In the latest attack in the culture wars between conservatives and progressives, a group that calls itself the 700 Club has launched a new battle against traditional values. The 700 Club has been around since the 1980s, serving as a political tool for Republican politicians and as a fundraising machine for businessman and sometimes reverend Pat Robertson.
In the past, the 700 Club has attacked freedom of religion and freedom of speech. This time, the 700 Club is hacking away at the institution of marriage. Robertson's group has launched a new campaign to make it against the law for people to marry unless they agree only to form the specific kind of family that has been approved by the 700 Club. Not only does the 700 Club want to stop people from getting married, but its leaders also want to make it possible for states and local governments to arrest and prosecute people who try to get married if the marriages form families that are not on the 700 Club's pre-approved list.
This plan naturally strikes mainstream Americans as a foolish, radical and dangerous attack on individual freedom. After all, if the 700 Club gets its way and gives the government the power to tell us who to marry, then we will not even have the right to privacy in our own homes.
Imagine what it would take to enforce the 700 Club's plan of big government supervision of family life. In order to make sure that families are in compliance with the 700 Club's moral directives, a huge government bureaucracy of Marriage and Family Enforcement would have to be created, with special agents given the power to burst through our front doors and arrest us when our family lives begin to deviate with the wishes of Pat Robertson and his 700 Club followers. A systematic program of surveillance of American family life, including sexual habits in the bedroom, would be necessary to ensure that all marriages and their ensuring families meet with 700 Club approval.
To understand how the 700 Club can so ruthlessly undermine the American family, it is important to consider what kind of an organization the 700 Club really is. Although it masquerades as a faith-based group in touch with the values of heartland America, the 700 Club is in fact the most radical of organization. The 700 Club goes so far as to oppose America's most traditional values: Freedom and the limitation of governmental power.
The leaders of the 700 Club are themselves religious extremists who reject the central teachings of Christianity. The 700 Club rebels against Jesus himself, refusing to honor the Christian principles of turning the other cheek and loving one's enemies. Instead, the 700 Club consistently urges its members to support programs that respond to violence with even greater violence.
Indeed, the 700 Club's leaders have endorsed a program of religious warfare against foreign nations whose inhabitants do not follow what the 700 Club calls the "true" religion. Essentially, the 700 Club is made up of American jihadists who seek to overthrow the current democratic form of American government and replace it with a theocracy that would resemble the brutal regime of Iran's ayatollahs.
The attack on marriage is a part of the 700 Club's larger agenda of undermining the fundamental institutions of American democracy. By expanding the power of government into the private lives of American families, the 700 Club seeks to set a precedent that would allow its leaders to use the federal agents as enforcers of its radical values.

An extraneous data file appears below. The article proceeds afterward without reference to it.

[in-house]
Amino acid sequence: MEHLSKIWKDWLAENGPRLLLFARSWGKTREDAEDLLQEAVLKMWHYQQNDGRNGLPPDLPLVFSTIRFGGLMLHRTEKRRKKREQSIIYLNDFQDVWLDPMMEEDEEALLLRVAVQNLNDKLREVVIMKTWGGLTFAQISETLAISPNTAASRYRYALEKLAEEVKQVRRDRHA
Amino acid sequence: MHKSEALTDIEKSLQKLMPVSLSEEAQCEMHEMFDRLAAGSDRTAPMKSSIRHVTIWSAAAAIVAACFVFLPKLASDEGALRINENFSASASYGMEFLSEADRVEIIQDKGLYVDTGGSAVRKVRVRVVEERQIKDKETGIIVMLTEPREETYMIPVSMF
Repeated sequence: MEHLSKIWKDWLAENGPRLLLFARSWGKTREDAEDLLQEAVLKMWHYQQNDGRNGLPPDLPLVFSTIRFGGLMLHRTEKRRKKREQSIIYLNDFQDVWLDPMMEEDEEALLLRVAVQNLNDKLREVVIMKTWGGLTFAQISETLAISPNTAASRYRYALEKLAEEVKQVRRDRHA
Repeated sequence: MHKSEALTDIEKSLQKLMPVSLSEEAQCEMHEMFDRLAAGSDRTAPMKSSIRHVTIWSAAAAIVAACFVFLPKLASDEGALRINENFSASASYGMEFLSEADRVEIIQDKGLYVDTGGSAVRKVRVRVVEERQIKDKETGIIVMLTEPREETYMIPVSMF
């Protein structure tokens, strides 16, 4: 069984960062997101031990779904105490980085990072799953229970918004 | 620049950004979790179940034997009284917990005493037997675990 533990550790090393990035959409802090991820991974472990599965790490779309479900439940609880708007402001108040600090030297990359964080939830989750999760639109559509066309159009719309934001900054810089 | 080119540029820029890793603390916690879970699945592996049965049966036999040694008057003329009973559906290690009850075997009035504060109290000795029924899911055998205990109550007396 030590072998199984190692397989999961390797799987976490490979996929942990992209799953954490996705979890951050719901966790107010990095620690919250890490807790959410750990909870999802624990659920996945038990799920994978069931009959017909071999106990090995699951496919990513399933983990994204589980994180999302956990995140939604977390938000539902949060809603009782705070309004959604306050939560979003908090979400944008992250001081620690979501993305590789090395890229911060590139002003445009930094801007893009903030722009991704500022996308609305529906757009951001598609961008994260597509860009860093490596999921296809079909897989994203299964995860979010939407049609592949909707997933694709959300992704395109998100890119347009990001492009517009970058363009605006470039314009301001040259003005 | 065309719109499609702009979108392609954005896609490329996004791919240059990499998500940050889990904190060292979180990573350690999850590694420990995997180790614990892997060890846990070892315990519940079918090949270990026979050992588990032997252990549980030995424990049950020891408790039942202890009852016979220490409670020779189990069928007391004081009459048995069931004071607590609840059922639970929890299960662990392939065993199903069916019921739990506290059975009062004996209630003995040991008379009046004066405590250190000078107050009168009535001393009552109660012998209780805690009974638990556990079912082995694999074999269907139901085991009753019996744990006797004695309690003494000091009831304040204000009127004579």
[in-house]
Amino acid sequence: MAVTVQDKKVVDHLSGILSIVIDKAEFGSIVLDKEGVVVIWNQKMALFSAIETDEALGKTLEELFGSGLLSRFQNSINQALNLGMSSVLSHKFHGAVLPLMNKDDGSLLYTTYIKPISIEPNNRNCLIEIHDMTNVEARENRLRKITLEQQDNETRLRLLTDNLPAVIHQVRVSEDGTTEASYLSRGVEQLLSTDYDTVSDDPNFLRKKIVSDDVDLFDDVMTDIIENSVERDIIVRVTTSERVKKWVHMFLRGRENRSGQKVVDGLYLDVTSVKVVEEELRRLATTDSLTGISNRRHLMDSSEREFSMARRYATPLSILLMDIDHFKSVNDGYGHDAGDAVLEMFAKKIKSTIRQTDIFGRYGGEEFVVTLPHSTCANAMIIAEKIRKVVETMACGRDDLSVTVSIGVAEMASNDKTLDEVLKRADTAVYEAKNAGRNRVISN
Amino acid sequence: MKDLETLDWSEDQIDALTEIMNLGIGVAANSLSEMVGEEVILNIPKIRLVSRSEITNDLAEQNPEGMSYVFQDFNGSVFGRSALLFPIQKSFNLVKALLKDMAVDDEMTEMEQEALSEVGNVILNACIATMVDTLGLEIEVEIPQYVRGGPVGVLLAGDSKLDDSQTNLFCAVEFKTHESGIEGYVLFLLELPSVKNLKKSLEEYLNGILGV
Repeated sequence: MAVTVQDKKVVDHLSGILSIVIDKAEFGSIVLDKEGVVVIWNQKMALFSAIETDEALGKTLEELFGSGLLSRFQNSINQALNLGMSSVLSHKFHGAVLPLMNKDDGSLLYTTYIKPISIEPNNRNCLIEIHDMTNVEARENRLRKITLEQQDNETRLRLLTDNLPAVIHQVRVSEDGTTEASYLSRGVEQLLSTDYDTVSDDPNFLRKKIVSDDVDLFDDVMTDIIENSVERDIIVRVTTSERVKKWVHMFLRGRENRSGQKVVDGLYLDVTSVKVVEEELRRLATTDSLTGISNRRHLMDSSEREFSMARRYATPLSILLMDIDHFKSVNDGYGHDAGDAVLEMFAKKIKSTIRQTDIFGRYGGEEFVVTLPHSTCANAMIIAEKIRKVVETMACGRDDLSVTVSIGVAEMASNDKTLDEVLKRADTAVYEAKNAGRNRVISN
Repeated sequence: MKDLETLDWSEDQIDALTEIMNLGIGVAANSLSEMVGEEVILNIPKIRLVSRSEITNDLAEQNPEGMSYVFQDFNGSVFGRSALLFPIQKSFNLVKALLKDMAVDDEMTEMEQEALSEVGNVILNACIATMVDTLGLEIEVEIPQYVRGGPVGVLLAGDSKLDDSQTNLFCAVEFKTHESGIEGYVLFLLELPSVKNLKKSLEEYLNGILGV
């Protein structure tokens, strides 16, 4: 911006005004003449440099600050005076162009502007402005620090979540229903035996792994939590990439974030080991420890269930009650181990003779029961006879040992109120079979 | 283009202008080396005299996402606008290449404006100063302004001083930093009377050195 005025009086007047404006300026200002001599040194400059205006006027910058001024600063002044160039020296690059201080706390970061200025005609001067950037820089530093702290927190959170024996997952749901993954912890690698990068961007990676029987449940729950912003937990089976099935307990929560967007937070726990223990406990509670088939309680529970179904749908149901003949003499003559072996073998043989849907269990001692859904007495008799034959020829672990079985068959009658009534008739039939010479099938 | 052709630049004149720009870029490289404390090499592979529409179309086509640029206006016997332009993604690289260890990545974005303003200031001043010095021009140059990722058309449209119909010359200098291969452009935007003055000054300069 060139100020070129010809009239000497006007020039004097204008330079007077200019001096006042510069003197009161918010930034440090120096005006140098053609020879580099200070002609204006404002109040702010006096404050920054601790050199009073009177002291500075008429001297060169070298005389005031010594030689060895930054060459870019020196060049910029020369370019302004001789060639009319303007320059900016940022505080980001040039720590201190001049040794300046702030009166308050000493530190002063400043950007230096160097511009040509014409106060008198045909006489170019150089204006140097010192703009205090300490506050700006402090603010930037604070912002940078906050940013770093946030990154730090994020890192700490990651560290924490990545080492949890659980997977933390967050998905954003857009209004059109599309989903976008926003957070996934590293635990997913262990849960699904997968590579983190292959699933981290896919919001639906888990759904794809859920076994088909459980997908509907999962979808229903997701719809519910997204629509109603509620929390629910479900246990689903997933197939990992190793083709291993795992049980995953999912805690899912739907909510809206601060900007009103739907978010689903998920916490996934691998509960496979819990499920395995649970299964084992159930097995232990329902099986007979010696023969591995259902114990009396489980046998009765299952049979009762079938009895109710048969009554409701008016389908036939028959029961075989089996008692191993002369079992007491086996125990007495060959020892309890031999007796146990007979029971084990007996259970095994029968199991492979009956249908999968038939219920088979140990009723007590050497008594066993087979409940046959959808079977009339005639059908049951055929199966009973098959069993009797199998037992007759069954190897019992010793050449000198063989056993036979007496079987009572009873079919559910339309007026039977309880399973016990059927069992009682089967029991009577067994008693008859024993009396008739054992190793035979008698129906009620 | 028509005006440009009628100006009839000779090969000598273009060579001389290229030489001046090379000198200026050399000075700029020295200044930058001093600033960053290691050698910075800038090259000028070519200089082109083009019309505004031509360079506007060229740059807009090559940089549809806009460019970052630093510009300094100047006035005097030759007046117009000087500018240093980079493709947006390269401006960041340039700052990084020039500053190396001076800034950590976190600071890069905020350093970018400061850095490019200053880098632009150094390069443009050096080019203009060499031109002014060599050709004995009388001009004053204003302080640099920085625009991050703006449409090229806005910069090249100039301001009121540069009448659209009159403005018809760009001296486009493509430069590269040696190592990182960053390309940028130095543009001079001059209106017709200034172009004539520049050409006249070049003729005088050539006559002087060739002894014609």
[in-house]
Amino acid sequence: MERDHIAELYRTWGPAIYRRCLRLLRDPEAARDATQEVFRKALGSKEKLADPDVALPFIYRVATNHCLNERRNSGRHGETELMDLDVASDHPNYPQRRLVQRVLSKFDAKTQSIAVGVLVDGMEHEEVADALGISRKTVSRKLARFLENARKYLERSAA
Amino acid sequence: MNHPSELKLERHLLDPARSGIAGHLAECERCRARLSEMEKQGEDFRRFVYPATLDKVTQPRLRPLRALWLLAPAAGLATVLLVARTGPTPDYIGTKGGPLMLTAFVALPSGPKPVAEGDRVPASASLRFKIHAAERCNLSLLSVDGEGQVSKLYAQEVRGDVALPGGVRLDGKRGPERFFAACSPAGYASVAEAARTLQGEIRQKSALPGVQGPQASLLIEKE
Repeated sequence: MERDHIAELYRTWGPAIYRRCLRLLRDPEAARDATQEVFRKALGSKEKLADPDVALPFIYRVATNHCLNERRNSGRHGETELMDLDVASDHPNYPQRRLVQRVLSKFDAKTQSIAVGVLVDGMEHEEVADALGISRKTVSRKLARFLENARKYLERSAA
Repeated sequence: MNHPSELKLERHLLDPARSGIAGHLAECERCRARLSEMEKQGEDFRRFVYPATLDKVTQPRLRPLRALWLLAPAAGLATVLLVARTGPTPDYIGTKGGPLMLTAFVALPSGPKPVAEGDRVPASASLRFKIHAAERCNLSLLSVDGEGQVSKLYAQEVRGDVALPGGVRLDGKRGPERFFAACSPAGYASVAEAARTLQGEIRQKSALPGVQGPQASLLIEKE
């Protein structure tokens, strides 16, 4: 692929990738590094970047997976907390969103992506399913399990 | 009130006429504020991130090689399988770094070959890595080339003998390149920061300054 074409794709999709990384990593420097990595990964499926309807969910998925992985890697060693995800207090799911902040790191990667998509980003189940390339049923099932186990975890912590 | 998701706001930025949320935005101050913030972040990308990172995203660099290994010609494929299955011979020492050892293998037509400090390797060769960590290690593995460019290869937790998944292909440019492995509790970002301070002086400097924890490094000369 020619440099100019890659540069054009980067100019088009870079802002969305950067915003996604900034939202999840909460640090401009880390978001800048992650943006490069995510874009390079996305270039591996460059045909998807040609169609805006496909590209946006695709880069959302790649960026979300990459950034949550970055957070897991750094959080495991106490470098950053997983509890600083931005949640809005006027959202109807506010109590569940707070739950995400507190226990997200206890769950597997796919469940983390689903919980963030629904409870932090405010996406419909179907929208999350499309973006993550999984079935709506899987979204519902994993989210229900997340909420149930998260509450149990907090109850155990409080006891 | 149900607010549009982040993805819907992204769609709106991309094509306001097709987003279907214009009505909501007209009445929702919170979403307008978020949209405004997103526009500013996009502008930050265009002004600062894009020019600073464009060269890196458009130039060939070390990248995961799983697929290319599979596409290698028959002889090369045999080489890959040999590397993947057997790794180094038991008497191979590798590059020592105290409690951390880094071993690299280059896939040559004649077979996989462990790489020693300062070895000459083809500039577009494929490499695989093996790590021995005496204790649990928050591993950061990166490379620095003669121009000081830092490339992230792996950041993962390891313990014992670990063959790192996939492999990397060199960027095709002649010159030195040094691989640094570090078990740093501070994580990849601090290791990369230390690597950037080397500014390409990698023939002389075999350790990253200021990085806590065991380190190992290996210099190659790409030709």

As a beginning of their campaign to cut back on marriage rights, the 700 Club uses a simple message, cleverly designed to convince Americans to go along with its plan. This message is distilled on a bumper sticker, which is being distributed to 700 Club operatives all across America.
What message does this bumper sticker really convey? The idea that marriage equals one man plus one woman is, of course, ridiculous. Can you really just make a marriage by bring one man and one woman together? The 700 Club wants you to believe that it's that easy, but of course, the truth is much more complex.
Most of the time, when one woman and one man meet, they want absolutely nothing to do with each other. They don't even want to be friends, much less to marry. To prove this point, let's imagine that one man, George W. Bush, and one woman, Hillary Clinton, are put together in the same room. Now, according to the 700 Club, that's a marriage.
Most Americans disagree with the 700 Club's weird definition of marriage as some kind of twisted result of casual encounters of the opposite sex. They know that marriage is a complex and fragile thing that has many ingredients, and requires a lot of time and effort if it is to succeed.
However, if we were to boil down the institution of marriage to one essential characteristic, we'd make a different choice than the 700 Club has made. We believe that there's more to a marriage than the mere collision of two members of the opposite sex. We believe that the essence of a marriage is the meeting of one person's love with another person's love in return. To translate this more mainstream vision of marriage into the kind of language that the 700 Club can understand, marriage equals love plus love.
We think it would be tragic if the 700 Club's program of loveless, government supervised marriage were to succeed. That's why we've created our own bumper sticker to counter the 700 Club's attacks on the institution of marriage. In an appearance very similar to the 700 Club bumper sticker, it reads, in symbolic form, Marriage Equals Love Plus Love.
Of course, there's a lot more to a good marriage than that. But, isn't love a good place to start?
|Irregular Times require open minds and open mouths.|
Give us your sharp comebacks on the Irregular Forum